Over the river...
Our first full day started with a street car ride across the Vltava (or Moldau) River toward Prague Castle, high on a hillside, where we took in the relatively low-key changing of the modestly-dressed palace guard. Like much of Prague, the Castle is basically Baroque on the surface, although some of the Palace, like the emphatically Gothic St. Vitus’s Cathedral next door, dates from the tenth century. The nearby Basilica of St. George is not quite so old, nor is the Stanhof monastery, with its elegant library, or Golden Lane, with its tiny 8’ by 8’ shops.
Around the Castle there were, of course, scores of folks selling knick-knacks, Czech glassware, paintings and prints, some of the latter of which illustrated the Czechs’ rather wry sense of humor. We had a late lunch in the basement of another monastery and walked back across the 600¬year-old Charles Bridge, now devoted to pedestrians, to the Old City town hall, for another glockenspiel experience (much tamer than Munich, but fun).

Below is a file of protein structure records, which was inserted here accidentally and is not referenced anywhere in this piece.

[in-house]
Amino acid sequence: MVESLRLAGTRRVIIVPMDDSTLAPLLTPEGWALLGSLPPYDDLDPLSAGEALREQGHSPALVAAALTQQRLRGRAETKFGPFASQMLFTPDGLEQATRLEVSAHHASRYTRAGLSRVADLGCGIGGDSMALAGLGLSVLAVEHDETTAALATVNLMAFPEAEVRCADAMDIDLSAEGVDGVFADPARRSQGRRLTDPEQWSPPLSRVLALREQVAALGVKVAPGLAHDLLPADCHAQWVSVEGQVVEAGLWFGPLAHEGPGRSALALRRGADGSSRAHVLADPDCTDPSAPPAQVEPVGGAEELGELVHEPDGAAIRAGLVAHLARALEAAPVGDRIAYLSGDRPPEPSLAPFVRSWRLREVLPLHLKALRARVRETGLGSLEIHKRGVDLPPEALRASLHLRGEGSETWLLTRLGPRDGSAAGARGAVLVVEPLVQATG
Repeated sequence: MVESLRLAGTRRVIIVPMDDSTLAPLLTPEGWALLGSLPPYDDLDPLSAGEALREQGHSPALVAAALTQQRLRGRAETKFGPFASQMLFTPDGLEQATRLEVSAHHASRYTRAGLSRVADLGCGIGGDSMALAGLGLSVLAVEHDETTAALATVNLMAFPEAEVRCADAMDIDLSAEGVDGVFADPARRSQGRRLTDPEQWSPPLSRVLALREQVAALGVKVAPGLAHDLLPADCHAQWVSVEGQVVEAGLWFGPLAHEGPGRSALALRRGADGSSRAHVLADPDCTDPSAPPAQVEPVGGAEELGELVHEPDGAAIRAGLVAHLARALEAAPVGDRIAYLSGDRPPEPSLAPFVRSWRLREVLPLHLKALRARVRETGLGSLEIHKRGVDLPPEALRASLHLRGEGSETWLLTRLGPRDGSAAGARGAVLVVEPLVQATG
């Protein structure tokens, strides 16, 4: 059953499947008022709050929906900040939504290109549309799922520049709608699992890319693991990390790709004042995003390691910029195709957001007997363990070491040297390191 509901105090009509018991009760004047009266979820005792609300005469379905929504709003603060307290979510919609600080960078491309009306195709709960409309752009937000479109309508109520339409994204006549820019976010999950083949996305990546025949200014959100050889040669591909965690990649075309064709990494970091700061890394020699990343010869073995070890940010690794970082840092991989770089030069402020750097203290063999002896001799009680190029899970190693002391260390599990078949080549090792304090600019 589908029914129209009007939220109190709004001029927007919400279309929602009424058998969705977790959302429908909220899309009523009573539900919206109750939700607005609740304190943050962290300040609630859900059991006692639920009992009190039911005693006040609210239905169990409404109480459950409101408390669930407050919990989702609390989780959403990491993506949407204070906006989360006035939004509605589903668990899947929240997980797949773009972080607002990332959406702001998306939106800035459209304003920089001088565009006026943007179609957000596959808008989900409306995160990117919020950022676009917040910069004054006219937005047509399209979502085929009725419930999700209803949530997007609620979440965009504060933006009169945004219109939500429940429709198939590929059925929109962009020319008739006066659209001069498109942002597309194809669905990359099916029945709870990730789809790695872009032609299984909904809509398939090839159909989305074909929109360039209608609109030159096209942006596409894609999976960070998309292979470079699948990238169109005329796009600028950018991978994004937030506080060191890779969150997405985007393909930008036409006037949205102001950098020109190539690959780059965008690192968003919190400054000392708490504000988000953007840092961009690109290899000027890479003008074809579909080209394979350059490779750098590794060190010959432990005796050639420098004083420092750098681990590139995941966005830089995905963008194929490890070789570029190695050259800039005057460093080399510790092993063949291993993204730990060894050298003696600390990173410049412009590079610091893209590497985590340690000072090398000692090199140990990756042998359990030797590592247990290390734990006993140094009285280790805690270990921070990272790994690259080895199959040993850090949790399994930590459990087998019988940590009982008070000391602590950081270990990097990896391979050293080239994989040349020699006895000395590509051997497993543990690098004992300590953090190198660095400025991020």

(My intention in these two columns was to concentrate on Munich and Germany in the first one and on Prague and the Czech Republic in the second one. Obviously, I inadvertently switched the two columns, but, hopefully they can stand alone and capture the two cities without confusing you, the reader.)